Research and Writing

After the favorable response that my post on Henry Washington Sawyer of last week, I realized that this story was so compelling that I had to tell in full detail. Consequently, I have proposed to Dana Shoaf, the editor of both America’s Civil War and Civil War Times, an article that tells the story in detail. I spent most of the afternoon working on it today, and think that the full version is a very compelling story.

I will keep you posted as to progress. Hopefully, Dana will like it and will want to run it in one of the two magazines.

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19 Jul 2009, by

New Project

I just signed a contract with The History Press for a second installment its Civil War Sesquicentennial Series. The first, of course, is my Brandy Station project, which is just about finished. The manuscript is pretty much done, subject to some feedback from old friend Clark B. “Bud” Hall. I had a nearly finished manuscript that was looking for a publisher when I signed that contract.

This project, however, is completely different. This one starts from scratch, and will be titled The Battle of Yellow Tavern: Jeb Stuart’s Last Battle, and will be a study of Phil Sheridan’s May 1864 raid on Richmond, with particular focus on the May 11, 1864 Battle of Yellow Tavern, where Jeb Stuart received his mortal wound. It will cover the raid, including Beaver Dam Station, Yellow Tavern, and the fight at Meadow Bridges on May 12. It will also address Stuart’s death, funeral, and burial at Richmond’s famous Hollywood Cemetery, and will include a driving tour.

The problem with Yellow Tavern is that the entire battlefield has been obliterated. An Interstate highway cuts right through the middle of battlefield, and that which was not destroyed by the freeway is now either a commercial development or a couple of different residential subdivisions. The monument to Stuart’s wounding is stuck between houses and looks like it’s actually in someone’s yard (which it is, to be honest). The tavern itself is long gone. The only part of the original battlefield that remains intact is the intersection of the Mountain and Telegraph Roads. It’s a testament to what happens when no foresight at all is exercised and a battlefield is permitted to be obliterated. Perhaps it can provide a lesson to all of us of the importance of foresight with respect to battlefield preservation.

I have already undertaken gathering primary source material, and will keep you all posted as to the progress of the project as my research proceeds. This is another of those projects that I have always wanted to tackle, so this is another of those labors of love for me.

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Dan Hoisington, my publisher for the Dahlgren bio informed me today that the book continues to be delayed, and apparently will be for another week. The bindery screwed up and apparently they had to be re-done. The book is now significantly late, thanks to the bindery screw up. Dan says he believes it will finally ship next week. Let’s hope so. I’m getting tired of waiting for it…..

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For those of you who read Gettysburg Magazine, the new issue is out. Issue 41–hard to believe it’s been more than 20 years since I bought issue 1 in Gettysburg–contains the usual interesting stuff. The first article is one of mine. It’s title “A Charge of Conspicuous Gallantry: The Sixth Pennsylvania Cavalry at the Battle of Brandy Station”. The title is pretty self-explanatory, and represents one of the few instances where the magazine has run a piece dedicated to the Battle of Brandy Station as the opening engagement of the Gettysburg Campaign rather than the main battle in Pennsylania. Thanks to publisher Andy Turner for doing a fine job with the article.

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16 Jun 2009, by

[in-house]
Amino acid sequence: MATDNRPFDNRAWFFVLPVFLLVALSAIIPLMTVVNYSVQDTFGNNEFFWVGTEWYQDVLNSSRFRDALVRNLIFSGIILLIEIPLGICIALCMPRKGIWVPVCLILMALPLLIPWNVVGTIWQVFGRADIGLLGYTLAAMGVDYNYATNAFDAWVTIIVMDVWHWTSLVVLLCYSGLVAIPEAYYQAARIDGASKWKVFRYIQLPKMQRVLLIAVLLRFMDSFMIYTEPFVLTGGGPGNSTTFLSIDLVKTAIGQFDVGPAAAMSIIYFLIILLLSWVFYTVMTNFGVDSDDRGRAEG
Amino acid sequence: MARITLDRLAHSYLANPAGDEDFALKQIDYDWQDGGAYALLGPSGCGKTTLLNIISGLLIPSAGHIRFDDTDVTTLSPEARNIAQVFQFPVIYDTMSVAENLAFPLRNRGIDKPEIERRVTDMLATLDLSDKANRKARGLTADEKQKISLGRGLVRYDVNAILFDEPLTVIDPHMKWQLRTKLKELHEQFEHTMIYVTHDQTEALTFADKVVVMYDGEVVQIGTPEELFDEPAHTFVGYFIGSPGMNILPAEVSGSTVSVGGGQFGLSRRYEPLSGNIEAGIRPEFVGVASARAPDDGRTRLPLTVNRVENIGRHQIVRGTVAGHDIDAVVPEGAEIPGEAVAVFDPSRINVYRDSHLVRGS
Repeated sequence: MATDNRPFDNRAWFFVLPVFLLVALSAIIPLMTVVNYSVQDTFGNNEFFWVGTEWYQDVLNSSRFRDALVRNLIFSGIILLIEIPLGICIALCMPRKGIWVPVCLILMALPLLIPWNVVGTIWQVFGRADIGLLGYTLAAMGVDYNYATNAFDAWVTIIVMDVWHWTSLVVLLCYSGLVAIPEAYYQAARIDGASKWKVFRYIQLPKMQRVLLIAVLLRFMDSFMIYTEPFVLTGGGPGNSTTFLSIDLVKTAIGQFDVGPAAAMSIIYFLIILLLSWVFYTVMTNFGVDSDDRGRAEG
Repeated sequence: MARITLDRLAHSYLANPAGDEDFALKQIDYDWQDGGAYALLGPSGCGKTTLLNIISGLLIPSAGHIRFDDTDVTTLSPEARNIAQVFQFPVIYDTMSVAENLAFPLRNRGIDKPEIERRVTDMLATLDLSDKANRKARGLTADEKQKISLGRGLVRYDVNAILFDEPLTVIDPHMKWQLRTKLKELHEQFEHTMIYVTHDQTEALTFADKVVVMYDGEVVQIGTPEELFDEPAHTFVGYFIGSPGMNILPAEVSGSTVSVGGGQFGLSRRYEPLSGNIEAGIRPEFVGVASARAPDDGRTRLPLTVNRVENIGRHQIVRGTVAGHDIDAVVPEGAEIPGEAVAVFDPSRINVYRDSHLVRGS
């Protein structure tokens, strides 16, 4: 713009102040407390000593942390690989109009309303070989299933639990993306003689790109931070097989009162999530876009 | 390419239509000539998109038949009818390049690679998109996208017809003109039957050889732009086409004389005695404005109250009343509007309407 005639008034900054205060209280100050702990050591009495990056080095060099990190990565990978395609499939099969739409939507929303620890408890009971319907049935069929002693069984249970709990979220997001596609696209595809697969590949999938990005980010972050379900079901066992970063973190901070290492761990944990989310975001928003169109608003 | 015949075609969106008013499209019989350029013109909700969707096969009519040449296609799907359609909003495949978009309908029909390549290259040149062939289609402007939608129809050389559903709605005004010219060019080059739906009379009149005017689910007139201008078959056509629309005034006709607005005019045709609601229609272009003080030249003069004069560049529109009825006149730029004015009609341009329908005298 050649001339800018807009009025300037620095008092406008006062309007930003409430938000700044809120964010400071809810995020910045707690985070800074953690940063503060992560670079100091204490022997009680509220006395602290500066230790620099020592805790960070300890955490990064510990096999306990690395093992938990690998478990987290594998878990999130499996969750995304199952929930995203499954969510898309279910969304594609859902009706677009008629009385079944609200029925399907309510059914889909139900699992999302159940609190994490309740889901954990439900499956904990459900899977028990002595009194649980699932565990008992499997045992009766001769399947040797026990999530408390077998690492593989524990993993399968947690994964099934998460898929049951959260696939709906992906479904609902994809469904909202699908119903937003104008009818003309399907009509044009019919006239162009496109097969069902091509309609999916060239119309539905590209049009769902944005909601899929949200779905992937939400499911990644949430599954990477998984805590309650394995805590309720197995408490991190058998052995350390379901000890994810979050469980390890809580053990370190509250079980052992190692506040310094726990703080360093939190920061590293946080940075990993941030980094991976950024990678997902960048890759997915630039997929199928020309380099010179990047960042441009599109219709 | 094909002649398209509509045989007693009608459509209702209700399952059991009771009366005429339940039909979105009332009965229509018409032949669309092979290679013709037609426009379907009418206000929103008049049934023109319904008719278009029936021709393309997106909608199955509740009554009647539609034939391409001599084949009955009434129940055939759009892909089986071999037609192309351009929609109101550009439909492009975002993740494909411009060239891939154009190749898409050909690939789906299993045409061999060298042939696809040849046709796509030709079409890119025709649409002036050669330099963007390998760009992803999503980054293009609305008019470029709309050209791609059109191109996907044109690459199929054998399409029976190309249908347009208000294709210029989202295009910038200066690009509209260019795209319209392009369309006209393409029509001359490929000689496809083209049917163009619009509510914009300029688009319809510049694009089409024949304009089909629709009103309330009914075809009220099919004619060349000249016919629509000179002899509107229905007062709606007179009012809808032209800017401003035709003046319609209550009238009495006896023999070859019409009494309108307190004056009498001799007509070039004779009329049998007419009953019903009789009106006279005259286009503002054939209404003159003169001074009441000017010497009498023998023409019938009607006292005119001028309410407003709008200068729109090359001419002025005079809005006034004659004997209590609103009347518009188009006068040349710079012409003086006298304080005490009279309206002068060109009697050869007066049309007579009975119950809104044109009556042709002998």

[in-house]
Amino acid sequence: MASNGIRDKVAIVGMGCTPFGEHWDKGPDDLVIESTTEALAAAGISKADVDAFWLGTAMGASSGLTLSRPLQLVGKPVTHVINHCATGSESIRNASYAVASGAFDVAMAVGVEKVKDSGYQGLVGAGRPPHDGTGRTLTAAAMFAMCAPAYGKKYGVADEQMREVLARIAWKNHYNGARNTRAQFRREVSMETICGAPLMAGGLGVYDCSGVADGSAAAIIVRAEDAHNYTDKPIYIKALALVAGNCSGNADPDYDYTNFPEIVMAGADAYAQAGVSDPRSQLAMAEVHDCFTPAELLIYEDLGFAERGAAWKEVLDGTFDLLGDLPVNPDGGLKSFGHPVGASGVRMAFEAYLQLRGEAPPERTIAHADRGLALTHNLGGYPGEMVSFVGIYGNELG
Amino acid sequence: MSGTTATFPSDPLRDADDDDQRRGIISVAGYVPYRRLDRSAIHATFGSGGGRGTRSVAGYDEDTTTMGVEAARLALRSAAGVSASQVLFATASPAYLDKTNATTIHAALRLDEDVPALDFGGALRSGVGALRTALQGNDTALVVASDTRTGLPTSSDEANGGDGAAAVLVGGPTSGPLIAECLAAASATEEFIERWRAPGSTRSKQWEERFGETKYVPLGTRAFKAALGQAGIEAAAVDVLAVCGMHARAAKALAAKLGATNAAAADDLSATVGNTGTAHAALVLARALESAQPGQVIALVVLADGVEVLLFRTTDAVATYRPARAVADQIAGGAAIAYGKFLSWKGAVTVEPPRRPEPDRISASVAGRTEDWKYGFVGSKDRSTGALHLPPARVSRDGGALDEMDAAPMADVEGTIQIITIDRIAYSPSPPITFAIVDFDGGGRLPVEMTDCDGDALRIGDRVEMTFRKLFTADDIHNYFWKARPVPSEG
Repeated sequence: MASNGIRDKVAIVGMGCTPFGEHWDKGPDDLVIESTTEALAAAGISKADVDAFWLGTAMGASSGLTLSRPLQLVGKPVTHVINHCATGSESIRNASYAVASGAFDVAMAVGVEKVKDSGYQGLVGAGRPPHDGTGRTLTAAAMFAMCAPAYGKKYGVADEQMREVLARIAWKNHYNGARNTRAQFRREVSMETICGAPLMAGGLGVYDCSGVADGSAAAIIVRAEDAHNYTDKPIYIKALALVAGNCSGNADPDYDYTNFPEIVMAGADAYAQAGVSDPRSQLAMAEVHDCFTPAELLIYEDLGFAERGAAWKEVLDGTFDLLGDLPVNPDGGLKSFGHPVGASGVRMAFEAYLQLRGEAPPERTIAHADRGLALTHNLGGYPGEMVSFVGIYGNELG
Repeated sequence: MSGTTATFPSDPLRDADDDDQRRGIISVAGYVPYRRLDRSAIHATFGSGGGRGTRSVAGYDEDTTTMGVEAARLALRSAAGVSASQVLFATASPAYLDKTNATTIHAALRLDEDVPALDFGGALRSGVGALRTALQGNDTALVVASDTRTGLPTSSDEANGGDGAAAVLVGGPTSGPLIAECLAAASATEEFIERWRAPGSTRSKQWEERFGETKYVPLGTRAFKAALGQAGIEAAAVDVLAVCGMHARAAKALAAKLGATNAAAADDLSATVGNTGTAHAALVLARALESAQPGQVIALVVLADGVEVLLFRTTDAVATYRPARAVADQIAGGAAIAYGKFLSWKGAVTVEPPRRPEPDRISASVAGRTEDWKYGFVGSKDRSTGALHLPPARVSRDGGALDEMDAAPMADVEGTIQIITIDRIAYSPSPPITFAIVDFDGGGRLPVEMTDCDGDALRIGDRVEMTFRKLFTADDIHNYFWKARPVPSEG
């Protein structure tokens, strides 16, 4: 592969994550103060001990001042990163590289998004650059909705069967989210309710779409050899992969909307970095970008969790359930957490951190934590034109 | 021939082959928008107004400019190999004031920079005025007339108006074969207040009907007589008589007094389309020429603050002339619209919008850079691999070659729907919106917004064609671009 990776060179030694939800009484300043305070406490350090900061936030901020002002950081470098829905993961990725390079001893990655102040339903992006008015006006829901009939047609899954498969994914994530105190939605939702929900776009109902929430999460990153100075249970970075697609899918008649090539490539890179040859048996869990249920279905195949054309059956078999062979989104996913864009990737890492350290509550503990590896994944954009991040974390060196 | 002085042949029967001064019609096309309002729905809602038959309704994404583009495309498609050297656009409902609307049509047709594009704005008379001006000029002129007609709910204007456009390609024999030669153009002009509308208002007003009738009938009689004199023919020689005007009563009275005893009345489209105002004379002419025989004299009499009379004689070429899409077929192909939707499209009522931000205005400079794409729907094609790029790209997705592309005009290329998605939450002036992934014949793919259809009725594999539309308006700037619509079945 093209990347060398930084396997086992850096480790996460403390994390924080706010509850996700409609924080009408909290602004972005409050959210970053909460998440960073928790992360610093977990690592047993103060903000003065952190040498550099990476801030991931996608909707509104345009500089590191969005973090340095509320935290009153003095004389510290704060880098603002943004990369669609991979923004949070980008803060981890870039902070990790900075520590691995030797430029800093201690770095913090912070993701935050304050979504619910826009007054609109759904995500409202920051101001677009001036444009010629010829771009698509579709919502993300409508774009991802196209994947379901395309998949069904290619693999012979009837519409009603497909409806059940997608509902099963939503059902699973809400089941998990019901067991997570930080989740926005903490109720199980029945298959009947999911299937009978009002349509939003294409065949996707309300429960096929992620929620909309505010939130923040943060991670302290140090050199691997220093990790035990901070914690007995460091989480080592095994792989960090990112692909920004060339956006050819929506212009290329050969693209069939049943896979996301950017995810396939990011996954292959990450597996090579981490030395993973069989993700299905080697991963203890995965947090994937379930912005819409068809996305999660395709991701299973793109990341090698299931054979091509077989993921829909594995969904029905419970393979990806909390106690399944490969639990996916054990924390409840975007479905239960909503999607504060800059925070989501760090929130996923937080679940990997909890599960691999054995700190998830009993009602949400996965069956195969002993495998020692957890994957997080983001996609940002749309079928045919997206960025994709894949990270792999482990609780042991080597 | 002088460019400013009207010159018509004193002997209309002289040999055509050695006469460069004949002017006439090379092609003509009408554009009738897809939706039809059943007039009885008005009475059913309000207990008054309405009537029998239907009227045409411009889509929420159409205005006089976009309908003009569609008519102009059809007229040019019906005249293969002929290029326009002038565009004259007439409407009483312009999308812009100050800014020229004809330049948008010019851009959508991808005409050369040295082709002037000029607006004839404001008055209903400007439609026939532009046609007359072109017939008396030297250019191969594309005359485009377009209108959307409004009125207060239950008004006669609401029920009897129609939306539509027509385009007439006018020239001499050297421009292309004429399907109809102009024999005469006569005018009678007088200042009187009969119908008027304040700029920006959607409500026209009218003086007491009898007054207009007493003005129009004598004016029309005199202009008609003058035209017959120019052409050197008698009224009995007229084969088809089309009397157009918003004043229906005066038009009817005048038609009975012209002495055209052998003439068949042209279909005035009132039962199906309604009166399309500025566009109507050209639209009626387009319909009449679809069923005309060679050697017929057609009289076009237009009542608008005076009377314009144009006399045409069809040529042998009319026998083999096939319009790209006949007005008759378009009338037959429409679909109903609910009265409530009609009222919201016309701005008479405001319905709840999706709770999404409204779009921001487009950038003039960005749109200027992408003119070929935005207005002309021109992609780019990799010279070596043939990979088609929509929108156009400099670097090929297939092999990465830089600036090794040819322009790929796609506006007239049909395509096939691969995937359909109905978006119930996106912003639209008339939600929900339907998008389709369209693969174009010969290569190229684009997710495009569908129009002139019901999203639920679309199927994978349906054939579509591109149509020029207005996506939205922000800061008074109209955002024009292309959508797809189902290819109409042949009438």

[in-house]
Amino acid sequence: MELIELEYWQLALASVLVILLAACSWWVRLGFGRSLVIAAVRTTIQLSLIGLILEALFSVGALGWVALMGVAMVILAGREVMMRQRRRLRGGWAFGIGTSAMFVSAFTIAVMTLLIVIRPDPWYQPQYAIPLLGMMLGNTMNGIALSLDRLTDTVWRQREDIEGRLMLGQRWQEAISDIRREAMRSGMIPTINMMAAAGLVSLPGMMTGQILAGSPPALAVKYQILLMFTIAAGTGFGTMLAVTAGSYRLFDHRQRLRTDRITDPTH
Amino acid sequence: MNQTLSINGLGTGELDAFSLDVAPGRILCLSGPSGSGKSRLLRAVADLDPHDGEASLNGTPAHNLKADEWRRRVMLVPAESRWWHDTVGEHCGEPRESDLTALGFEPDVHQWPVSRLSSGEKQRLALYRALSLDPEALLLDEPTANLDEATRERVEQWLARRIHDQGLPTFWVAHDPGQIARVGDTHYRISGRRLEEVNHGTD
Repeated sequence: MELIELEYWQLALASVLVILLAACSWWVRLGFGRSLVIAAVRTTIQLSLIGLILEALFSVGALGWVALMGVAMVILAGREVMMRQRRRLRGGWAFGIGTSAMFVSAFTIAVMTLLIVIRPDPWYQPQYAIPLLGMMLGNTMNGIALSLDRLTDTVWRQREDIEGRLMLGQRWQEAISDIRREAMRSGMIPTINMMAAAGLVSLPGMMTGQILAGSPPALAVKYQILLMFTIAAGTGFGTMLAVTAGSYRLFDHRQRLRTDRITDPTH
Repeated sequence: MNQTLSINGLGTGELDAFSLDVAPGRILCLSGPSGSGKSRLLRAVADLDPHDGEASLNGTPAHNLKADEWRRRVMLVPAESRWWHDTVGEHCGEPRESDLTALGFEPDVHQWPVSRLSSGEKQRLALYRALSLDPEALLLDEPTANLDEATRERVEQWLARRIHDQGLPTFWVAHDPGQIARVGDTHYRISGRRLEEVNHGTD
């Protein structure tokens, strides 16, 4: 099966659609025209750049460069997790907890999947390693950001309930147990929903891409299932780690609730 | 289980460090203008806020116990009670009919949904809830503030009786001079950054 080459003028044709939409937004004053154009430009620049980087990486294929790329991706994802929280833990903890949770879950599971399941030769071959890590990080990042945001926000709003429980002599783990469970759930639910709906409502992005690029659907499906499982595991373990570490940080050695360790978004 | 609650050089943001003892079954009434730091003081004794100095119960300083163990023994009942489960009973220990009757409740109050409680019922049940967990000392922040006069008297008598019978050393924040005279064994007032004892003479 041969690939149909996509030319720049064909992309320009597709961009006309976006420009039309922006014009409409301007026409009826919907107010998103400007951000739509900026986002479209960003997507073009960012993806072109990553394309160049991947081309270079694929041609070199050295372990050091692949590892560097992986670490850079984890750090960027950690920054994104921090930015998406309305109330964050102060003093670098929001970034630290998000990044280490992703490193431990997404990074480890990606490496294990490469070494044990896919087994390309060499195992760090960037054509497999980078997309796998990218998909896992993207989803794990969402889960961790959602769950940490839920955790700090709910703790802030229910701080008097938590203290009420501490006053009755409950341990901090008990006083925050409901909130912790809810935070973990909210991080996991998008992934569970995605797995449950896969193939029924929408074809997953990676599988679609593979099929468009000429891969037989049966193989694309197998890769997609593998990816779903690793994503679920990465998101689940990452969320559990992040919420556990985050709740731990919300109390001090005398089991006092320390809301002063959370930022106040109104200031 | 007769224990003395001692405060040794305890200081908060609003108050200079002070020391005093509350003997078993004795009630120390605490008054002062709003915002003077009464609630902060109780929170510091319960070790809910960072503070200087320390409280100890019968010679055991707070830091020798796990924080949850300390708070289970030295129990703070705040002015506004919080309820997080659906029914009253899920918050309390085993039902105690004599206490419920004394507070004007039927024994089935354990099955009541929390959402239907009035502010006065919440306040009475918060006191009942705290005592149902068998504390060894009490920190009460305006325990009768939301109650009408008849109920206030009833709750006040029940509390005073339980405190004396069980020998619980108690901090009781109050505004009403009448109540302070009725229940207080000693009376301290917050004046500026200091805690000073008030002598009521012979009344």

Dahlgren Update

On Monday, Dan Hoisington, the publisher at Edinborough Press, the publisher of my Ulric Dahlgren bio, informed me that he had approved the blue lines for the book and had returned them. He indicated that the printer was running about two weeks for printing and binding, so it would appear that the book is on track for the end of June release date that I’ve been promising. As this book was one of my labor of love projects, I am particularly eager to see the final product in print.

Stay tuned.

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Dan Hoisington, the owner of Edinborough Publishing, told me tonight that my biography of Ulric Dahlgren goes to the printer tomorrow. That marks the culmination of six long years of work on that project, and it’s the culmination of a labor of love. I can’t wait to see the book in print.

It’s due out by the end of June. I will keep everyone posted as to progress, and it will shortly be available for pre-order on my other web site.

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Greetings from my home town of Reading, PA. Susan and I are here visiting my parents for Mother’s Day.

I spent much of last night and a big chunk of today going through the Dahlgren page galleys, which is the last step before the book is sent to the printer. To my surprise, it turned out to be a 300 page book before the index, which hasn’t been prepared yet. When I started on the project, I never dreamed that I would be able to get a 300 page book out of the life of someone who was killed three weeks before his 22nd birthday, but Ully Dahlgren packed so much living into his 21 years and 11 months that it actually wasn’t all that difficult to do.

The galleys look really good; Dan Hoisington has done a good job with it. My only complaint–not a large one–is that I provided him with more than 40 illustrations, and he’s only used about 20 of them. I’d like to see them all in there, but I do understand page constraints and I do understand budgetary constraints.

Anyway, Dan tells me that the book will be out by the end of June, so those of you who’ve been waiting patiently for it, you have only a few more weeks to wait before being rewarded. I will finish with them tomorrow and they will then be on their way back to Dan for final revisions and indexing. After 18 months of waiting, we’re almost to the finish line…..

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30 Apr 2009, by

Choosing Images

Those who are familiar with my work know that I firmly believe that no book can ever have too many maps or too many illustrations. I’ve been busy the past couple of days selecting the images to use in the Brandy Station book. I get a total of 55 of them, and I have to save some of them for the tour portion of the book. There will be 12 maps, which leaves me approximately 37 images of the participants to use in the book. I usually end up with a few more Union images than Confederate simply because Union images are easier to find, but I try to keep the ratio at about 55-45%.